US gymnastics great Biles aims to lock up Paris berth at US Olympic trials

Simone Biles trains on the uneven bars ahead of the US Olympic gymnastics trials (Kerem YUCEL)
Simone Biles trains on the uneven bars ahead of the US Olympic gymnastics trials (Kerem YUCEL)

Simone Biles looks all but unstoppable as she vies to punch her ticket to Paris at the US Olympic gymnastics trials this week, where competition to fill out the five-woman roster promises to be fierce.

Biles captured her ninth US all-around title earlier this month, winning on all four apparatus at the US championships in Fort Worth, Texas.

Coach Cecile Landi said Biles's success in managing her mental health combined with sheer talent and a formidable work ethic mean the 27-year-old could be better than ever as a third trip to the Olympics beckons.

"I think we always knew she could be better," Landi said Wednesday as women began training at the Target Center in Minneapolis, where the trials start on Thursday with men's competition.

"She's the most talented athlete I've ever worked with and so we just knew if she could get her mental game as well as her physical game, then she would be close to unstoppable."

Biles dazzled in winning four gold medals at the 2016 Rio de Janeiro Olympics, but her expected star turn at the pandemic-delayed Tokyo Games was cut short when she withdrew with the "twisties" -- a temporary mental block whereby gymnasts lose their sense of where they are in the air.

Since returning to competition in August she has gone from strength to strength, piling up more medals including all-around gold at the world championships last year.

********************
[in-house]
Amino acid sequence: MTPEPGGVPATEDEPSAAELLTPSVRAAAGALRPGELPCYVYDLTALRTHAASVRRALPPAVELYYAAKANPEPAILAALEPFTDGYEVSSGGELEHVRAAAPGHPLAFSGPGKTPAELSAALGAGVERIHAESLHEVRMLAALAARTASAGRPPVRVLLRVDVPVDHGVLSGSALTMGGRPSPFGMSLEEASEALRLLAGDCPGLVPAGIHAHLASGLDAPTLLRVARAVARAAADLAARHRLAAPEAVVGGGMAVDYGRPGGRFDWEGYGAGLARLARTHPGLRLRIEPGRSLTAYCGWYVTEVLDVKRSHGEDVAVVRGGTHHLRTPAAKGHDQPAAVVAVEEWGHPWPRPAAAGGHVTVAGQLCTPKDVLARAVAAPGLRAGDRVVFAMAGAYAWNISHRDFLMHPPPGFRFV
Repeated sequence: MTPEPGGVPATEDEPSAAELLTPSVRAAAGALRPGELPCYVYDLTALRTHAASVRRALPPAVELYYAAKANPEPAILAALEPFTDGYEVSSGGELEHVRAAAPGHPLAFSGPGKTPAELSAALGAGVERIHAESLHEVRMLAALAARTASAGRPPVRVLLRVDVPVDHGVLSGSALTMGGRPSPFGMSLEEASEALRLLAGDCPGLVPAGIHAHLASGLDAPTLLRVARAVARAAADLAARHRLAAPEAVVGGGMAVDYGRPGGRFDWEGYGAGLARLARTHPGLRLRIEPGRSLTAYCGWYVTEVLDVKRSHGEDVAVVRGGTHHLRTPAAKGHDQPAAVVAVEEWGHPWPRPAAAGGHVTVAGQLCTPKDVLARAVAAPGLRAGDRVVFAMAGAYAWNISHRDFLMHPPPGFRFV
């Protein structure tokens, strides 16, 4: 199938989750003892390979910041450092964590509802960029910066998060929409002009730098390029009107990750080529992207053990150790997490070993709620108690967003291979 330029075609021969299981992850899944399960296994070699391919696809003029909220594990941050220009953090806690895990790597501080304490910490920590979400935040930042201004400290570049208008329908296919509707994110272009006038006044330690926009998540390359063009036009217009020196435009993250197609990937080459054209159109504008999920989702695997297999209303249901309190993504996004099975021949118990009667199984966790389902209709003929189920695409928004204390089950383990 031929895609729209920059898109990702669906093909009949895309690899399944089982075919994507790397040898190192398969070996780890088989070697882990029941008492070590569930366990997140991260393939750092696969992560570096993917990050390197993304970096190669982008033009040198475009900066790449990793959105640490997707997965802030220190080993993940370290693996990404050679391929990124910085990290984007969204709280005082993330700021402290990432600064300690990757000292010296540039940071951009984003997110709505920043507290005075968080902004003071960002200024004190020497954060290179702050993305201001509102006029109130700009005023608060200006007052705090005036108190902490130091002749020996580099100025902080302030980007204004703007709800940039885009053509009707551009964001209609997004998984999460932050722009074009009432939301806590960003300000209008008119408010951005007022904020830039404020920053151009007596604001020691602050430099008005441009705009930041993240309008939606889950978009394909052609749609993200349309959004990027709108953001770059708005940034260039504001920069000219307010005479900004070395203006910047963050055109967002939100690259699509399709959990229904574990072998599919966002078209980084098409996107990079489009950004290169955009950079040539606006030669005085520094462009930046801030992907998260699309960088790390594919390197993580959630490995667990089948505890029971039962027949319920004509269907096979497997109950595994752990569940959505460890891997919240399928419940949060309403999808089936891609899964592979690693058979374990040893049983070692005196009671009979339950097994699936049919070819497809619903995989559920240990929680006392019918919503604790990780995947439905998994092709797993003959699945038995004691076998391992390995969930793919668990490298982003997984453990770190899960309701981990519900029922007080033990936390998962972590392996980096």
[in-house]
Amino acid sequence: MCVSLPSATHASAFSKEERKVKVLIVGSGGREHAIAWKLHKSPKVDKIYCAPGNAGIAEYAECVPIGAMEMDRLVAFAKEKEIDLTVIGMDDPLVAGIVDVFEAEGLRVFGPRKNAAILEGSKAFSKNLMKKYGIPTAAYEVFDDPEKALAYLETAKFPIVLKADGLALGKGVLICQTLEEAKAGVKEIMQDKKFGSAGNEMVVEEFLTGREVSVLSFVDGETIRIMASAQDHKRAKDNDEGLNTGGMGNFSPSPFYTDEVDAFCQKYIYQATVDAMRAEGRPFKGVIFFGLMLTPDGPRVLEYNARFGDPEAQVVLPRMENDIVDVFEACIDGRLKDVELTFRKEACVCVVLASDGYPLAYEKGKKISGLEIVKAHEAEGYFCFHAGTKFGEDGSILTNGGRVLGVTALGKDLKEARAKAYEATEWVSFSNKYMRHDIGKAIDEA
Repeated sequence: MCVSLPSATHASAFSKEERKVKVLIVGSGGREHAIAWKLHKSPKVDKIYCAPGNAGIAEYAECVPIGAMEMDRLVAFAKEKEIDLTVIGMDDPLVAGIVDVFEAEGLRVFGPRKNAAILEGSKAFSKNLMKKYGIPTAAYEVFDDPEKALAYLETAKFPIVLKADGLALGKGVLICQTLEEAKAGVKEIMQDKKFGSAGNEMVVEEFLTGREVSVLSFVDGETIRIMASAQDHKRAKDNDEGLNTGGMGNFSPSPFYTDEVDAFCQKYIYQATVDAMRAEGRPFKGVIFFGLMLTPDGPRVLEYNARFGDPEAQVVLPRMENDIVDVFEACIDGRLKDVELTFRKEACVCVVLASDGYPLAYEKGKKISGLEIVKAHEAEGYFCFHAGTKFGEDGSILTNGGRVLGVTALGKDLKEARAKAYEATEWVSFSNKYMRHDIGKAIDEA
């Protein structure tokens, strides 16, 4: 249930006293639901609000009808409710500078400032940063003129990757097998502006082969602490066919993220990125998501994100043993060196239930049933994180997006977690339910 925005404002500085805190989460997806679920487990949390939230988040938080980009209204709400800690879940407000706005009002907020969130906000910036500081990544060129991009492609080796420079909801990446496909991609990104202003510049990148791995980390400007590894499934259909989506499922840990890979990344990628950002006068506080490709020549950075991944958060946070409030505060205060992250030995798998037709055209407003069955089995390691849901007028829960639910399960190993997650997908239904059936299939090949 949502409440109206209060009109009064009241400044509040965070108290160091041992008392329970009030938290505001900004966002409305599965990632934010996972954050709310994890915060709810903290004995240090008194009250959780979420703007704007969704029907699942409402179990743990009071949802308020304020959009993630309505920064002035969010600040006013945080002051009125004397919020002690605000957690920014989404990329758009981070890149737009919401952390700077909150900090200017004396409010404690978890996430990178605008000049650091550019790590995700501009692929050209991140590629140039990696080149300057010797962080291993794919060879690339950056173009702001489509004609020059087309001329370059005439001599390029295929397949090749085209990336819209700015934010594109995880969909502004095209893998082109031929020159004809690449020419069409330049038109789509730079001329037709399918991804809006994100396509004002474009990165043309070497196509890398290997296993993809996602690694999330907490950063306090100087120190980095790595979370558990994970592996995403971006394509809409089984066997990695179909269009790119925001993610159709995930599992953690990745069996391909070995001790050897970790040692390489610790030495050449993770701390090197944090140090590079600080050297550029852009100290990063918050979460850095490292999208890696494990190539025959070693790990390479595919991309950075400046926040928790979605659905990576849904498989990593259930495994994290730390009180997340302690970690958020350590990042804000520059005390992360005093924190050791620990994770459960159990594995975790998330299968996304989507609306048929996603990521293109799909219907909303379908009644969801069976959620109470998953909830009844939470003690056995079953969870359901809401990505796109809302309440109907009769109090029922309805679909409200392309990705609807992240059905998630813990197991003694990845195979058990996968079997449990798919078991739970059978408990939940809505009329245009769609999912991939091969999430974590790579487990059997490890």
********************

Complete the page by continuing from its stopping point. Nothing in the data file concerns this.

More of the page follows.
Landi said a better work-life balance had only helped Biles in the gym.

"All the work she's been doing outside the gym and just being 27, married, she has other stuff going on and I think it helps her keep a good balance," Landi said. "It's not only about gymnastics and I think that keeps her sane."

Nevertheless, the Olympic trials are a nerve-wracking affair: two days of competition each for women and men with the athletes emerging as the all-around winners securing their Olympic berths.

A selection committee will then choose the remaining team members, taking into account performances at trials and other competitions including the national championships, as well as what combination of athletes might give the United States their best Olympic scoring chances.

The 16 women in the field include Suni Lee, who won all-around gold and uneven bars bronze in Tokyo, who is in her best form since battling career-threatening kidney disease.

In her first elite all-around competition since Tokyo Lee finished fourth at the US championships, shaking off a vault error to win the balance beam, where her difficulty score was the highest of any competitor in the event.

Defending Olympic floor champion Jade Carey, a seven-time world medallist, seeks another trip to the Games, as does Jordan Chiles, who helped the US to team silver in Tokyo.

- Trials 'hardest thing' -

A lot is riding on the trials for 21-year old Shilese Jones, who won all-around bronze at the 2023 worlds but missed the US championships when an old shoulder injury flared up.

Jones had to petition for an invitation to trials, coach Sarah Korngold saying Wednesday she had arrived in Minneapolis pain free and ready to challenge for a first Olympic berth.

Skye Blakely, a two-time world team gold medallist expected to contend to make a first Olympic team, was injured in training on Wednesday and her status for the competition unclear.

Kayla DiCello, an alternate in Tokyo, won the Winter Cup in February and took all-around bronze at the US championships.

"Olympic trials for any sport is the hardest thing that you'll ever do in life because the finishing product is obviously the Olympics," Chiles said. "This is where we're making an Olympic team."

Women will begin competition on Friday and conclude on Sunday, when the team for Paris will be named.

Twenty men launch competition for five Olympic berths on Thursday, with Brody Malone seeking to continue his comeback from career-threatening knee injuries sustained when he came off the horizontal bar at a meeting in germany in 2023.

Out for more than a year, Malone won his third US all-around title this month.

His competition here includes 2020 Olympian Yul Moldauer, who helped the United States to team bronze at the world championships last year, the men's first world medal since 2014.

The young stars of that team, Paul Juda, Fred Richardson, Asher Hong and Khoi Young, are hoping for a chance to build on that success in Paris.